|Permanent Collection: Ancient Near Eastern Art The Near Eastern collections of the Carlos Museum embody the legacy of the ancient Near East from the beginnings of agriculture and writing to the growth of the first cities and empires. The Near Eastern collections are wide-ranging geographically and embrace the regions and ancient cultures of Mesopotamia (modern Iraq and parts of Syria), ancient Iran, the Levant (countries bordering the eastern Mediterranean), Anatolia, (Turkey), and Northwest Africa. The history of the collections reflects the interest and development of Near Eastern archaeology during the 20th century and includes objects acquired by Emory professor William Arthur Shelton in the 20s as part of his participation in the expeditions of the American Scientific Mission, material from Dame Kathleen Kenyon's excavations of the ancient site of Jericho, and objects from Edwin Link's investigations in the harbor of Caesarea Maritima in the 60s.|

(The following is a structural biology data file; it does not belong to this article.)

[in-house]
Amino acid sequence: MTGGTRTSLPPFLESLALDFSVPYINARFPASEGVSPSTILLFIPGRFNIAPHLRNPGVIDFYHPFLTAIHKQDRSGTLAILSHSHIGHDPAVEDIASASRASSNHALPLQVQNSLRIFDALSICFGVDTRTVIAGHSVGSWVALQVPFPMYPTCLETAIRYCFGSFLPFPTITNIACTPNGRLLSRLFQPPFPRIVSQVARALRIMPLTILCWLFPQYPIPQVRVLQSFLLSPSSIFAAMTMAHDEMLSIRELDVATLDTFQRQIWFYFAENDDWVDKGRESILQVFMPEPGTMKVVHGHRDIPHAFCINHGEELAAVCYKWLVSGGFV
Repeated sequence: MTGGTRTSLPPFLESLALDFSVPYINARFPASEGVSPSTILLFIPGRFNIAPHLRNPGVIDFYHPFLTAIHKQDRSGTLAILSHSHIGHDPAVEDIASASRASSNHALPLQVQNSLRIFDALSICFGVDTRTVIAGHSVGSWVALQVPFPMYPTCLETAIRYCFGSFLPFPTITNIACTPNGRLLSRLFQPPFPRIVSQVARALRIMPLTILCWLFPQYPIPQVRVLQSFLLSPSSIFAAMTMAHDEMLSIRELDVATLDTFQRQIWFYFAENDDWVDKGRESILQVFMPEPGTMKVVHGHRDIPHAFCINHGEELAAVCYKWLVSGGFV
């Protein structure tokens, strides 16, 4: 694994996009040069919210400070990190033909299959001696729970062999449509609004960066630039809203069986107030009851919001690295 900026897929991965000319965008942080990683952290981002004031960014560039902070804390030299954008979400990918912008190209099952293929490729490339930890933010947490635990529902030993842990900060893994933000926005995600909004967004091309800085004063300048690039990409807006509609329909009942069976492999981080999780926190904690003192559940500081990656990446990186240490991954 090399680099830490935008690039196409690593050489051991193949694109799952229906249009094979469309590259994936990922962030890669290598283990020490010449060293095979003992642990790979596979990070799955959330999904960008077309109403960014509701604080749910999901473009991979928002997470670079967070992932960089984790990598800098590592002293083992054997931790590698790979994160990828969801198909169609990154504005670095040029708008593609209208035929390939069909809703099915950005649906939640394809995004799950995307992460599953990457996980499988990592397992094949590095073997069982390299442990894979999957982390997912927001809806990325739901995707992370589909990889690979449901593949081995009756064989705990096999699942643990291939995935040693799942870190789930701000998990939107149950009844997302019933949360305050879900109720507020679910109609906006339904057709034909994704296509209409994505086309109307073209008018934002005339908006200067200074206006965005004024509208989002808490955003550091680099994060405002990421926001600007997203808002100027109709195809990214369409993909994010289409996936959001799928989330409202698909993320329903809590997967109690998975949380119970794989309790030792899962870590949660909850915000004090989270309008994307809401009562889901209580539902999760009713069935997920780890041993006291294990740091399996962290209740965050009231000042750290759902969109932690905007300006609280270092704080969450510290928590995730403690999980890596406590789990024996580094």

|Cuneifrom Cylinder of Nabopolassar Recording Repair of the City Wall of Babylon Mesopotamia, Babylon. Neo-Babylonian Period, Reign of Nabopolassar, 625 - 605 B.C. Clay, 3 7/8 x 2 1/16 in. (9.8 x 5.2 cm). 1921.131||Trefoil Juglet Eastern Mediterranean, Late 6th - 5th centuries B.C. Glass, core-formed, 3 7/8 x 2 1/2 in. (10 x 6.3 cm). Gift of the Connoisseurs. 1987.2|
|Funerary Urn in the Form of a House with Lid Surmounted by a Bird North Africa, Libya, Tripoli, 2nd - 3rd centuries A.D. Ceramic, 10 1/4 x 16 x 9 1/2 in. (26 x 40.6 x 24.1 cm). Gift of Thelma Akin. 1995.4.1||Female Figurine Syro-Hittite, 2000 - 1700 B.C. Clay, 5 3/4 x 1 3/4 in. (14.8 x 4.6 cm). Gift of Dr. and Mrs. Boone M. Bowen. 1968.226|
|Small Vessel with Banded Neck Decoration Levant, Jericho, Tomb J42, ca. 1800 - 1550 B.C. Gypsum. 3 1/8 x 2 3/8 in. (7.8 x 6 cm). 1955.2||Dedicatory Inscription North Africa, Tunisia, Byzacena. Roman, ca. A.D. 300. Marble, 17 1/2 x 32 in. (44.5 x 81.3 cm). Monique Brouillet Seefried Fund. 1995.7|
|Tablet in Envelope Mesopotamia, possibly Nippur. Ur III, c. 2044 B.C. Clay. 1921.118|
© Emory University
For more information please see our frequently asked questions.